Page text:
Antigua Vax Mandate on travellers could soon be gone
In a not so stunning reversal, the Antigua and Barbuda government could soon eradicate its draconian vaccine mandate on incoming travellers. That tourism played a crucial role in the about-turn, is without question. But whatever the rationale, any death of the vax mandate anywhere is welcome.
The removal of the mandate that stipulates all incoming travellers to Antigua and Barbuda must be fully vaccinated with an approved jab before entry could form part of Cabinet’s discussions this week.
Prime Minister Gaston Browne made that disclosure on his weekly radio show over the weekend, indicating that the government is moving towards a “policy of personal responsibility” where people will be required to “be more vigilant and manage the risk associated with the Covid-19 virus”.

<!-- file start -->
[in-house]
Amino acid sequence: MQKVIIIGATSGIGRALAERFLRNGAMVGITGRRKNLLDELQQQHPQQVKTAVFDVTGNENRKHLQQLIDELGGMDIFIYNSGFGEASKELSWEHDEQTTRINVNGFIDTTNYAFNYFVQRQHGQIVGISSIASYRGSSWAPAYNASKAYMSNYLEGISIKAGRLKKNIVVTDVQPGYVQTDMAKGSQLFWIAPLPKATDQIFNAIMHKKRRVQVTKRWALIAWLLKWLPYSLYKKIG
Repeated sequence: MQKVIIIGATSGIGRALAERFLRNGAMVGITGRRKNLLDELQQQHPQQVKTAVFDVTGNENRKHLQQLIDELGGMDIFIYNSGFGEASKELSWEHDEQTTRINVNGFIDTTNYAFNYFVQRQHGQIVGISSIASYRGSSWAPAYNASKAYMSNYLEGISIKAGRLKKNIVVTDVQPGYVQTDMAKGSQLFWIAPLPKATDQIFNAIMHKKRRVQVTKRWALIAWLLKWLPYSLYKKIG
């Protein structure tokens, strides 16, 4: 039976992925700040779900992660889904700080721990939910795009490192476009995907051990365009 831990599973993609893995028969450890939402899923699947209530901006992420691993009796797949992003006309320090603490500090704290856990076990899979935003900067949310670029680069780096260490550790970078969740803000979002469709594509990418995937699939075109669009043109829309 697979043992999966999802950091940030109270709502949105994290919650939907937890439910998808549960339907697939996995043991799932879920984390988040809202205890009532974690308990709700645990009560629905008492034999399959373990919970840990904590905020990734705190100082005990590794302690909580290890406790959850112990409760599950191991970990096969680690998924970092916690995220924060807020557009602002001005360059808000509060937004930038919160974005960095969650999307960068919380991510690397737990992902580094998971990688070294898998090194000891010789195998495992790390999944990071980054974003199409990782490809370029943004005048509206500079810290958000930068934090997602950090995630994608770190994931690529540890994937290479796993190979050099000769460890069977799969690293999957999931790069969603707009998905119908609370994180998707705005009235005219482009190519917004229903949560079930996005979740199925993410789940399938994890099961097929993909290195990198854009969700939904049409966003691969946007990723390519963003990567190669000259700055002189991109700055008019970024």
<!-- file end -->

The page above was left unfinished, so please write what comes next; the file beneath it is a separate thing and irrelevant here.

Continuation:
“The mandatory vaccination in order to be allowed to enter the country, we could actually eliminate that requirement and allow for individuals vaccinated or unvaccinated to enter the country with a negative PCR or an approved rapid antigen test, “Browne said.
He stated further that, “the burden of the risk will be placed on individuals who will be required to be more vigilant and to manage the risks of contracting Covid, or if they contract Covid to move swiftly to get treatment to avoid hospitalisations or death”.
The most recent travel advisory issued by the government stipulates that all arriving and transiting passengers aged 18 and over, including returning residents, must provide evidence of having received both doses of a two-dose WHO-approved Covid-19 vaccine, or a full dose of a single-dose WHO-approved Covid-19 vaccine to be permitted entry into Antigua and Barbuda.
At present, fully vaccinated arriving passengers must also present proof of a negative PCR or approved rapid antigen test, no more than four days old, to be allowed entry.